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Preservation Policies in Office 365

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Vasil Michev MVP
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Preservation policies were introduced almost a year ago as part of the Compliance Center in Office 365 (which you might also know as the Protection center, or as Security & Compliance Center after the latest rebranding). In a nutshell, they allow you to preserve content across (almost) all Office 365 workloads. They also provide support for true immutability of the data, such that even the company administrators cannot override.

In this article we will do a short overview of using Preservation policies, focusing on performing the relevant tasks via PowerShell. While the same tasks can be achieved with the use of the Compliance center GUI, going over a list of hundreds or thousands of employees one at a time will hardly be convenient. PowerShell, with its scripting and automation capabilities, will most likely be the tool of choice for any real-world scenarios, at least in large enterprises. Plus, the TechNet documentation on learning about retention policies and retention labels already covers the GUI operations in detail.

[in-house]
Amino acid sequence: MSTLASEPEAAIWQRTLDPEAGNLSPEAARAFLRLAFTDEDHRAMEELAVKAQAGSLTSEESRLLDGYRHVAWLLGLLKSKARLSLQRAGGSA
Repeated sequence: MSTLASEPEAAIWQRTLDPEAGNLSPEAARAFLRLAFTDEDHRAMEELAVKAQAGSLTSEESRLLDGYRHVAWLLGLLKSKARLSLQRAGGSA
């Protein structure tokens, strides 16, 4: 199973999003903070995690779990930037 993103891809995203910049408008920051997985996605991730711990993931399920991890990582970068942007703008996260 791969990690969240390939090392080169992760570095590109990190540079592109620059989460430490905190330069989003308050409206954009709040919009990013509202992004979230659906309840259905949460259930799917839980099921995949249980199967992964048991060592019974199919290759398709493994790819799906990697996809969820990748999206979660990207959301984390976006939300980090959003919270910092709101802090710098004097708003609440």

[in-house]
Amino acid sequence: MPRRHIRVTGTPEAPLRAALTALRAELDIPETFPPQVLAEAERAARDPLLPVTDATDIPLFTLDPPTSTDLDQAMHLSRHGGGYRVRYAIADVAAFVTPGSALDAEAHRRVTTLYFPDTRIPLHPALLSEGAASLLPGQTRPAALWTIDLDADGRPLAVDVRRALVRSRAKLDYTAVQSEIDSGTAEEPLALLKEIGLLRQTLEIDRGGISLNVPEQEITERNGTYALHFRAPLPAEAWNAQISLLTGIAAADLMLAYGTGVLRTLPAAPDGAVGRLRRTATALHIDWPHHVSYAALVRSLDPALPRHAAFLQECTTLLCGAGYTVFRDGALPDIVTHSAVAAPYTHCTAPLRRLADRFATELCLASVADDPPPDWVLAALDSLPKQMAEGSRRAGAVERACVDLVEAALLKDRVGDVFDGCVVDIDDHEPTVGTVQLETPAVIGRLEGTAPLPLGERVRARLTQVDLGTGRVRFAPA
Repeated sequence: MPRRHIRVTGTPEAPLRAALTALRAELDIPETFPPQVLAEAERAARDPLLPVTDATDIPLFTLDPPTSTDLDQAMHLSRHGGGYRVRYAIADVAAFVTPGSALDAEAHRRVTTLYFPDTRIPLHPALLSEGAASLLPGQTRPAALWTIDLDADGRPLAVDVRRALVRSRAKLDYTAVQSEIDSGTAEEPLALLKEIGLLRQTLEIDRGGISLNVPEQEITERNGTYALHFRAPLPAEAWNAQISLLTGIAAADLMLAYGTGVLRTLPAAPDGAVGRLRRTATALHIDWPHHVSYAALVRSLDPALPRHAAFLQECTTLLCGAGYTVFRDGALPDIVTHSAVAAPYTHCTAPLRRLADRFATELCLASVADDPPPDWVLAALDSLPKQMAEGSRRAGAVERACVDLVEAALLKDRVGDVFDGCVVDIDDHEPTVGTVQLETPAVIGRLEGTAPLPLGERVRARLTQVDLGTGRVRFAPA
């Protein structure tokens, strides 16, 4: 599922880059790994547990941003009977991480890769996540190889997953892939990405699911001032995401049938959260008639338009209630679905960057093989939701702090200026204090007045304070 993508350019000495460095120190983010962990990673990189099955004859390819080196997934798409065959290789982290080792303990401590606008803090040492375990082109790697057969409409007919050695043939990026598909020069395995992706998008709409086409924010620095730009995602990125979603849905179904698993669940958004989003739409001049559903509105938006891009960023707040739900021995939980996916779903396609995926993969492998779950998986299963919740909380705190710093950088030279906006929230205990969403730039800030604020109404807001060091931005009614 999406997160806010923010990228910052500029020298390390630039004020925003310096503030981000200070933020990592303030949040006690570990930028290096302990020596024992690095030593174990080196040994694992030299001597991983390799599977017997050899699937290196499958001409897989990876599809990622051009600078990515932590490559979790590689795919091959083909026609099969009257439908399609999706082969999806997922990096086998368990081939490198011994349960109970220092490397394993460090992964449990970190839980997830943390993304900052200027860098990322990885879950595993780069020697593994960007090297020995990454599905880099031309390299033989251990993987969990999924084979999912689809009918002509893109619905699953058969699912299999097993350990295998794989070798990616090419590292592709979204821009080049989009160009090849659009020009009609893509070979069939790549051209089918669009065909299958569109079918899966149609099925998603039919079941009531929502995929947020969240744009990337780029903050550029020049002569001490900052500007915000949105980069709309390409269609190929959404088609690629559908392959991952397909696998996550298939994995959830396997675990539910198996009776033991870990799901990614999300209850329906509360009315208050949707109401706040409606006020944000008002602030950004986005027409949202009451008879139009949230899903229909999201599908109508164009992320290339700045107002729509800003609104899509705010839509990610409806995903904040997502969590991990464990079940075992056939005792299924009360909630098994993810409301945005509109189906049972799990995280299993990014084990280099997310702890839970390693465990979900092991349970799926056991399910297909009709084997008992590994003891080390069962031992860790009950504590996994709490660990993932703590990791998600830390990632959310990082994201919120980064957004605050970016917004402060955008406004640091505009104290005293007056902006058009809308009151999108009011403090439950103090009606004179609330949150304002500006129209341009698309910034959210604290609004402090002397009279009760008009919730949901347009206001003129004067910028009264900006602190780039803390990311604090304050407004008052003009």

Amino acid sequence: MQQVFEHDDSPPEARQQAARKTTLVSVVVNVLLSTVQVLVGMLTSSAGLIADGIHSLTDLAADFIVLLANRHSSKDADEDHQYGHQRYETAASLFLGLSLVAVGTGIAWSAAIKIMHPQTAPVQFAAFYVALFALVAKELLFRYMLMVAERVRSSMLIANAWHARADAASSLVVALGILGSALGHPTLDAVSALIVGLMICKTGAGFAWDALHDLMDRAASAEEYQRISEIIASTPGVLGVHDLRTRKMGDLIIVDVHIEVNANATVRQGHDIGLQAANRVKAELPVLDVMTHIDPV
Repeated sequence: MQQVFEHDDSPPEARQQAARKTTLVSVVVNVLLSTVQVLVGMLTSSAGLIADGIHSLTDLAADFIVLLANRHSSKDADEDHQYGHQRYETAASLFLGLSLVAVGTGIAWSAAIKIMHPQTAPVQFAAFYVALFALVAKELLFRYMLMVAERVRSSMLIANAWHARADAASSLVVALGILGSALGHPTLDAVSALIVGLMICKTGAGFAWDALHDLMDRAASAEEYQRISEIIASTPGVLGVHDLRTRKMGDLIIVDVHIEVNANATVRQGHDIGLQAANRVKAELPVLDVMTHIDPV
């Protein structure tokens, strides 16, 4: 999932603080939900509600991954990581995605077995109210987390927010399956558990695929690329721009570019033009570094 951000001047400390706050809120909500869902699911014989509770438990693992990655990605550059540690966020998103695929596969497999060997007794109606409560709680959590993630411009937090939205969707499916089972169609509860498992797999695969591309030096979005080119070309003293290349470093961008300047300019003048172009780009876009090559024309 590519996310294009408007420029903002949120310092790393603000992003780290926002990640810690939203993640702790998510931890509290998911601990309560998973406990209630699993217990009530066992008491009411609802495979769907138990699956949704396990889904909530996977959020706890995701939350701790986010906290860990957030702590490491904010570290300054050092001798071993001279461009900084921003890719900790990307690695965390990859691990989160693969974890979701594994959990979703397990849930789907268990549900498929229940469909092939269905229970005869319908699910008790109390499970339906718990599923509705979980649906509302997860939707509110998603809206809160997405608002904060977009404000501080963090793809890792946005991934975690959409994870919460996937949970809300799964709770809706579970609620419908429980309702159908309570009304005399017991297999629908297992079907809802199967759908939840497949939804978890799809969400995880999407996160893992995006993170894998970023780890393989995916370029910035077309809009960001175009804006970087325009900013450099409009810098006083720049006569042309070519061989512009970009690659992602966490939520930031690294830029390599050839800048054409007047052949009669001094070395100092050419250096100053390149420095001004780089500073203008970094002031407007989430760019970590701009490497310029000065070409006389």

To begin the process, we first need to connect to the Office 365 Compliance Center using remote PowerShell. The process is very similar to creating a remote session to Exchange Online, we simply need to use a different endpoint.

PowerShell screenshot

At present, there are 109 cmdlets available with the Compliance center, but as mentioned above, there is substantial overlap with the Exchange Online cmdlets. We will focus only on the Preservation policies, for which all the relevant cmdlets are designated with the Retention prefix. There is a total of 8 of them:

PowerShell screenshot

Previously, the cmdlets were designated with the Hold prefix, for example New-HoldCompliancePolicy. Those old versions are still available, but should be deprecated soon.

Working with Preservation Policies